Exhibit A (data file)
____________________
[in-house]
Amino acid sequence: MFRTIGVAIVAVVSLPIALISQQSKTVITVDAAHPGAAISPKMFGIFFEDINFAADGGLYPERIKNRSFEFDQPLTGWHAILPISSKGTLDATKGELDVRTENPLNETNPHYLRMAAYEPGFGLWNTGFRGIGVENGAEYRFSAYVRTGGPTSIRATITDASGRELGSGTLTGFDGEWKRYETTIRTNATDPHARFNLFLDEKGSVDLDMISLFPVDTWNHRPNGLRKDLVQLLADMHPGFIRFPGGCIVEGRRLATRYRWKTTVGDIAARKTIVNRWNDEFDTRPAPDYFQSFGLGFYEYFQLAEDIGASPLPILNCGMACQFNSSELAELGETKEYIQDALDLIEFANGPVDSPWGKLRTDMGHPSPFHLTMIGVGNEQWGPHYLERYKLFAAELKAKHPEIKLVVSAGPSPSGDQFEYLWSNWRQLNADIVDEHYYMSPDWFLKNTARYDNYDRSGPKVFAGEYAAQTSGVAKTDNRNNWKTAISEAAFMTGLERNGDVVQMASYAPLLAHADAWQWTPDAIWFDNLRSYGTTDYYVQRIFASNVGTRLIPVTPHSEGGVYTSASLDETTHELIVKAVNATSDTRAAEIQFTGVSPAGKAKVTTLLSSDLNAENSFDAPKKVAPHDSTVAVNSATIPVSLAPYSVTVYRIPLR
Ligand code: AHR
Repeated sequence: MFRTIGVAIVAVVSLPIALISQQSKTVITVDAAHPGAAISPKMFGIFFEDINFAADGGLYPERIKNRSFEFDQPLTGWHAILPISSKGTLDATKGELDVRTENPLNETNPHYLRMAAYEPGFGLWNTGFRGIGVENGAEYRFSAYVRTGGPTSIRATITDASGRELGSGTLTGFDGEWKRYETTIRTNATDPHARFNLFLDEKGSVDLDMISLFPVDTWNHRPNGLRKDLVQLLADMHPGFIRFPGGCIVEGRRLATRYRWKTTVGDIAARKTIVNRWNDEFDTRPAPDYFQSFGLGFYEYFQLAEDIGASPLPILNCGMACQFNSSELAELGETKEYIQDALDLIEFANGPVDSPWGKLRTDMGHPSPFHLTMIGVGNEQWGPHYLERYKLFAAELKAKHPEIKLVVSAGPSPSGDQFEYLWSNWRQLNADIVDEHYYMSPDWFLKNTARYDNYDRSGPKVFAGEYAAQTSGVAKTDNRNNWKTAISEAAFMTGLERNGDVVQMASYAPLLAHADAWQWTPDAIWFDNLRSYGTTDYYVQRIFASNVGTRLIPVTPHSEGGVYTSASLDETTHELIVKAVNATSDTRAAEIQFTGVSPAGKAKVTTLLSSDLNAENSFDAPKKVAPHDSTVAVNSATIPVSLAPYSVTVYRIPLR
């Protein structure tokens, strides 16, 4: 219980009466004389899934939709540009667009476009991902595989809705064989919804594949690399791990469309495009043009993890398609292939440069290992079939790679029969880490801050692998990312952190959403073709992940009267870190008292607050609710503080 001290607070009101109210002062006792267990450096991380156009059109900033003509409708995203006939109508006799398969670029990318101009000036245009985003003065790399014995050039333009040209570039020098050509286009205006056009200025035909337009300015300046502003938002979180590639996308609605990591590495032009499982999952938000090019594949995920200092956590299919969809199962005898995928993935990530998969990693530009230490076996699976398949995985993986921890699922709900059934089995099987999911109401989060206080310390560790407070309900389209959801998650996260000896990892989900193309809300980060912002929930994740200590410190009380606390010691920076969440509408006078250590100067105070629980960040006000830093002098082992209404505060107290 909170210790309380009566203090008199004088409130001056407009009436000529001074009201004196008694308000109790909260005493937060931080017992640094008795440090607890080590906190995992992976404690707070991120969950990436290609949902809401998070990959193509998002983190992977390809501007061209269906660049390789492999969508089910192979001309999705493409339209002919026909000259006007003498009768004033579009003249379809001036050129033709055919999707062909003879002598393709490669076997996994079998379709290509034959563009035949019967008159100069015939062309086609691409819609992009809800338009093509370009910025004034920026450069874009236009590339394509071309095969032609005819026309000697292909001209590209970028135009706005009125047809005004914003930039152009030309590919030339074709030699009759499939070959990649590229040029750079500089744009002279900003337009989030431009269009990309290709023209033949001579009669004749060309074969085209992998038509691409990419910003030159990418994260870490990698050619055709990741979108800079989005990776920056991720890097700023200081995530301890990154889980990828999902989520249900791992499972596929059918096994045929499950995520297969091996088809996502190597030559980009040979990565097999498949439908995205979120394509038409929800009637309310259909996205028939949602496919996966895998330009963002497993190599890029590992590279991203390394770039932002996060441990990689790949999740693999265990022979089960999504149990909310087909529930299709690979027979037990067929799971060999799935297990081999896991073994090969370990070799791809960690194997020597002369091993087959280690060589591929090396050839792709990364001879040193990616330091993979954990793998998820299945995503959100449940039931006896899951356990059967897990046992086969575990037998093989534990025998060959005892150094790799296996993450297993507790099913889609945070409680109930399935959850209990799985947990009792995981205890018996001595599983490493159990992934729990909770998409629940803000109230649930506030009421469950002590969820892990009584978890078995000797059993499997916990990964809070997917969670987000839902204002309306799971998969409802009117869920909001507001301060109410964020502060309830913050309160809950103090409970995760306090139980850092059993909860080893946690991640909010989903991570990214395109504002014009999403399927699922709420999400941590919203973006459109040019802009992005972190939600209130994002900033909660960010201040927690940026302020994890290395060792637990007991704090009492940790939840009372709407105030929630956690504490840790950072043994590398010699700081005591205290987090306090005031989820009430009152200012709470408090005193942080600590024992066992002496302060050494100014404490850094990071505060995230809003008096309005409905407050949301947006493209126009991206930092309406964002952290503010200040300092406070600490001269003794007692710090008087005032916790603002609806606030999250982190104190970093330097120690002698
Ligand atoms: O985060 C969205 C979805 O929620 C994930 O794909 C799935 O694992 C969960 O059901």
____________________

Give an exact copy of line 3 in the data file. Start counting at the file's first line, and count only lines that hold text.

Ligand code: AHR